A smile expresses human emotions in a universal language that needs no words but connects people. The beauty of that greeting is enhanced when we flash a healthy set of teeth.
Why are there so many teeth that are not all alike? What are their jobs? Here is a fun and simple way to know about our pearly whites – often taken for granted and their owners shrouded in ignorance.
We all develop two types of teeth. The teeth that serve us in childhood are our primary or milk teeth. As we grow, they are replaced by secondary or permanent teeth – which should serve us and indirectly endure our sustenance and nutrition through our lifetime.
Names of teeth
Adults have 32 permanent teeth that are equally distributed across the upper and lower jaws. The dental formula in adults includes four incisors, two sharp canines, four premolars and six molars in each jaw. This formula makes it 16 teeth each in the upper jaw and lower jaws.
While the incisors and canines are situated in the front, premolars sprout at the sides and the molars settle at the inner ends of the dental curves.
The wisdom teeth that commonly erupt in our early adulthood are the last molars, one at each end of the jaws.
These names are of Latin origin. The incisor come from ‘incidere’, meaning `to cut’; the canines were probably inspired by a dog’s sharp fangs as they are derived from the word ‘canis’ meaning dog.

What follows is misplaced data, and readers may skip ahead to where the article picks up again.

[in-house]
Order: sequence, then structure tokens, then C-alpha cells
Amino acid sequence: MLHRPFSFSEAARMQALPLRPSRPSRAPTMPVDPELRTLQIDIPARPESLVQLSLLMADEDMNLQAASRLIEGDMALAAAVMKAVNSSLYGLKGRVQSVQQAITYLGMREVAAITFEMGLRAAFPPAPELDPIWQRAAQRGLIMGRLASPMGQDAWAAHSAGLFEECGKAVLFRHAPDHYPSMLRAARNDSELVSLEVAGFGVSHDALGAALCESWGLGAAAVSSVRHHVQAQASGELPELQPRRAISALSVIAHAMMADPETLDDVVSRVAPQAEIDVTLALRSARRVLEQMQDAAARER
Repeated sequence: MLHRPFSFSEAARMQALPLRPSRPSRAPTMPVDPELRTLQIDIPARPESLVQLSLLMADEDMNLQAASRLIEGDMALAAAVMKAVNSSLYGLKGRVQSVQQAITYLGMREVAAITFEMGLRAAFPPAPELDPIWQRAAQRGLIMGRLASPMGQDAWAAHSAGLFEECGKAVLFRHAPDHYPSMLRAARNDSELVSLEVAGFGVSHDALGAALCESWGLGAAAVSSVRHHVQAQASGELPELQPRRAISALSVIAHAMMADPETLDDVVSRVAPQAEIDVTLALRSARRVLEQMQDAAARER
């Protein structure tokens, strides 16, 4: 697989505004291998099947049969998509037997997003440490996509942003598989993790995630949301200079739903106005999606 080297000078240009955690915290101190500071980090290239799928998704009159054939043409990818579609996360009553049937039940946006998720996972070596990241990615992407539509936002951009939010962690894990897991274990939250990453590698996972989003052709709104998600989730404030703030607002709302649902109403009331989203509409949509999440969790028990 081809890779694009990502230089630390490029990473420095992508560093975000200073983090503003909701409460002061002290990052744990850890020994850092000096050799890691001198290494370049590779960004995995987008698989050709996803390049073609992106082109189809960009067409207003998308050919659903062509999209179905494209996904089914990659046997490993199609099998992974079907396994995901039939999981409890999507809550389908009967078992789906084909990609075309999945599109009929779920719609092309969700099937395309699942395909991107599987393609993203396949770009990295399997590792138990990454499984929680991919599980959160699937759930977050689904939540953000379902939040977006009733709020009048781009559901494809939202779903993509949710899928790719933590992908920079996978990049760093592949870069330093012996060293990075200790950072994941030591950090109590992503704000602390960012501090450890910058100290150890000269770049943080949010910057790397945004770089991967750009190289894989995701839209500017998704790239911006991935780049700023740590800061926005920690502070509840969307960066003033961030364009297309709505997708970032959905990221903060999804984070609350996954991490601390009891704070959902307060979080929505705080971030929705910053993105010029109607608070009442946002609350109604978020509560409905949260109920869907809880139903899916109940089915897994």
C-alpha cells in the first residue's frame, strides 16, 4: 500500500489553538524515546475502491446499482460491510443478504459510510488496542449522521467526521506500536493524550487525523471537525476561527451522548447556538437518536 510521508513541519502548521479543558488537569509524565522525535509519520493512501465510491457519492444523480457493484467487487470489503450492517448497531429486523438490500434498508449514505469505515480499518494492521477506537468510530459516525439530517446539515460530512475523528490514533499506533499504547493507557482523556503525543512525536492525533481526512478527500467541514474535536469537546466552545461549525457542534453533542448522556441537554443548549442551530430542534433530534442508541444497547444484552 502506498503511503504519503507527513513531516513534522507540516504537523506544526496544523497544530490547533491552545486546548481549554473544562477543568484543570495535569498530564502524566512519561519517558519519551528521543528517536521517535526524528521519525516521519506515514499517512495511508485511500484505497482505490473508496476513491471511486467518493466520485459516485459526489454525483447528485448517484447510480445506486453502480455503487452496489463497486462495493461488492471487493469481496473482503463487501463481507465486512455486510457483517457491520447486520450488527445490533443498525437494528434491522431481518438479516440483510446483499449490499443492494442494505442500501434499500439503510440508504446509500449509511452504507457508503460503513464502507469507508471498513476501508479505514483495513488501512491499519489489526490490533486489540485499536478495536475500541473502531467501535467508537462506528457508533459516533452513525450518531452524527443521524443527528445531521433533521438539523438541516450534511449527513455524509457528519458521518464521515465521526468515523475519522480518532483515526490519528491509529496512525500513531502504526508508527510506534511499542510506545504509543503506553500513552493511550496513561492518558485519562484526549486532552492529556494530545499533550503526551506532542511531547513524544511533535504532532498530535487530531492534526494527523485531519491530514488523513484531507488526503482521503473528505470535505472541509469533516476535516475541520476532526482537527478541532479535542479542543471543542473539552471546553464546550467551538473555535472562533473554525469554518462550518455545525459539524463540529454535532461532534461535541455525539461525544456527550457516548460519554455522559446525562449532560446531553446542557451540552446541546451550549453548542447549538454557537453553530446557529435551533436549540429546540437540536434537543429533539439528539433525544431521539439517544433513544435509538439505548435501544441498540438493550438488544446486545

The word ‘molaris dens’ provides the name molar or millstone tooth since the molars help in grinding the food just like a grain mill. And finally, the premolars indicate their position preceding the molars.
“The primary function of teeth is to break food into smaller pieces and help in the formation of a bolus [a ball of chewed food] that is ready for swallowing. This process makes digestion easier,” says Dr Dinakar Jayakumar, vice-principal, Rajas Dental College, Tirunelveli, Tamil Nadu.
He reminds us that teeth along with the tongue play a role in speech and in pronouncing various sounds accurately. They also support the facial muscles and maintain the structure of the face, thereby enhancing our facial appearance.
The last molars or wisdom teeth erupt have very limited function. In some people, they may not show up in their mouth at all and may remain hidden inside the gums.
Some adults may have an extra tooth known as the supernumerary tooth. In this rare scenario, this tooth may erupt in between the incisors or behind the molars.
Regular check-ups, a healthy diet and good care of oral hygiene can keep our pearly whites healthy and lasting.